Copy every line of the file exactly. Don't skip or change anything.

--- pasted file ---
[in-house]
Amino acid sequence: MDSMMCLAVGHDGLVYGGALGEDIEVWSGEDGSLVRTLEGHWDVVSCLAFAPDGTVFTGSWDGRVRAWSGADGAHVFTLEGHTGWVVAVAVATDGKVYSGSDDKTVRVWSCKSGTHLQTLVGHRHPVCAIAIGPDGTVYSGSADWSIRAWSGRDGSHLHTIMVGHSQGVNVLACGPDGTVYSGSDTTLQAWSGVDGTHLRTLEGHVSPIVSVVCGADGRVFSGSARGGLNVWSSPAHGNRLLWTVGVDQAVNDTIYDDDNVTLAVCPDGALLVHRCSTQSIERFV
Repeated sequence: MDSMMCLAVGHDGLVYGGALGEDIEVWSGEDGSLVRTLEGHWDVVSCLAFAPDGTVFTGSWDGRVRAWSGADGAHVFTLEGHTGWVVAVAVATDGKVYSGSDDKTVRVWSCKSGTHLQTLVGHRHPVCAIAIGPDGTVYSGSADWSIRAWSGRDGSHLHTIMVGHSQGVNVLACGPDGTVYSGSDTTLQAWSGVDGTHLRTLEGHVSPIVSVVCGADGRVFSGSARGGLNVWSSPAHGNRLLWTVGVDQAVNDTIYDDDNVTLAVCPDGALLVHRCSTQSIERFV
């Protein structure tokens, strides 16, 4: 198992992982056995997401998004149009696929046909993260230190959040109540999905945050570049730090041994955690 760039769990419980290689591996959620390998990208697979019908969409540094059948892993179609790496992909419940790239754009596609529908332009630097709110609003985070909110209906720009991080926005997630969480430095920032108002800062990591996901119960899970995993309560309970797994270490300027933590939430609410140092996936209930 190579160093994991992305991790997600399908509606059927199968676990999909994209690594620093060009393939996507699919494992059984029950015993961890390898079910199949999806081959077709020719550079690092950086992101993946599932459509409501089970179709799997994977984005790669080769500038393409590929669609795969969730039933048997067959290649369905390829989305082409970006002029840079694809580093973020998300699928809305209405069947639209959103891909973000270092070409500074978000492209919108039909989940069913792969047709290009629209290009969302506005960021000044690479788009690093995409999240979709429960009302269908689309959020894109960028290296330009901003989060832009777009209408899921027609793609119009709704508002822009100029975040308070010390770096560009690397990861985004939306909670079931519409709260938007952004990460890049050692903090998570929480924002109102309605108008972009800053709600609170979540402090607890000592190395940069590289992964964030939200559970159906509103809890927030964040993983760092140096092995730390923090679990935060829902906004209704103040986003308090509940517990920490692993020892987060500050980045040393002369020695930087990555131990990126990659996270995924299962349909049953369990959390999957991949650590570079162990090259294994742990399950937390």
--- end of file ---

[in-house]
Amino acid sequence: MDSMMCLAVGHDGLVYGGALGEDIEVWSGEDGSLVRTLEGHWDVVSCLAFAPDGTVFTGSWDGRVRAWSGADGAHVFTLEGHTGWVVAVAVATDGKVYSGSDDKTVRVWSCKSGTHLQTLVGHRHPVCAIAIGPDGTVYSGSADWSIRAWSGRDGSHLHTIMVGHSQGVNVLACGPDGTVYSGSDTTLQAWSGVDGTHLRTLEGHVSPIVSVVCGADGRVFSGSARGGLNVWSSPAHGNRLLWTVGVDQAVNDTIYDDDNVTLAVCPDGALLVHRCSTQSIERFV
Repeated sequence: MDSMMCLAVGHDGLVYGGALGEDIEVWSGEDGSLVRTLEGHWDVVSCLAFAPDGTVFTGSWDGRVRAWSGADGAHVFTLEGHTGWVVAVAVATDGKVYSGSDDKTVRVWSCKSGTHLQTLVGHRHPVCAIAIGPDGTVYSGSADWSIRAWSGRDGSHLHTIMVGHSQGVNVLACGPDGTVYSGSDTTLQAWSGVDGTHLRTLEGHVSPIVSVVCGADGRVFSGSARGGLNVWSSPAHGNRLLWTVGVDQAVNDTIYDDDNVTLAVCPDGALLVHRCSTQSIERFV
């Protein structure tokens, strides 16, 4: 198992992982056995997401998004149009696929046909993260230190959040109540999905945050570049730090041994955690 760039769990419980290689591996959620390998990208697979019908969409540094059948892993179609790496992909419940790239754009596609529908332009630097709110609003985070909110209906720009991080926005997630969480430095920032108002800062990591996901119960899970995993309560309970797994270490300027933590939430609410140092996936209930 190579160093994991992305991790997600399908509606059927199968676990999909994209690594620093060009393939996507699919494992059984029950015993961890390898079910199949999806081959077709020719550079690092950086992101993946599932459509409501089970179709799997994977984005790669080769500038393409590929669609795969969730039933048997067959290649369905390829989305082409970006002029840079694809580093973020998300699928809305209405069947639209959103891909973000270092070409500074978000492209919108039909989940069913792969047709290009629209290009969302506005960021000044690479788009690093995409999240979709429960009302269908689309959020894109960028290296330009901003989060832009777009209408899921027609793609119009709704508002822009100029975040308070010390770096560009690397990861985004939306909670079931519409709260938007952004990460890049050692903090998570929480924002109102309605108008972009800053709600609170979540402090607890000592190395940069590289992964964030939200559970159906509103809890927030964040993983760092140096092995730390923090679990935060829902906004209704103040986003308090509940517990920490692993020892987060500050980045040393002369020695930087990555131990990126990659996270995924299962349909049953369990959390999957991949650590570079162990090259294994742990399950937390």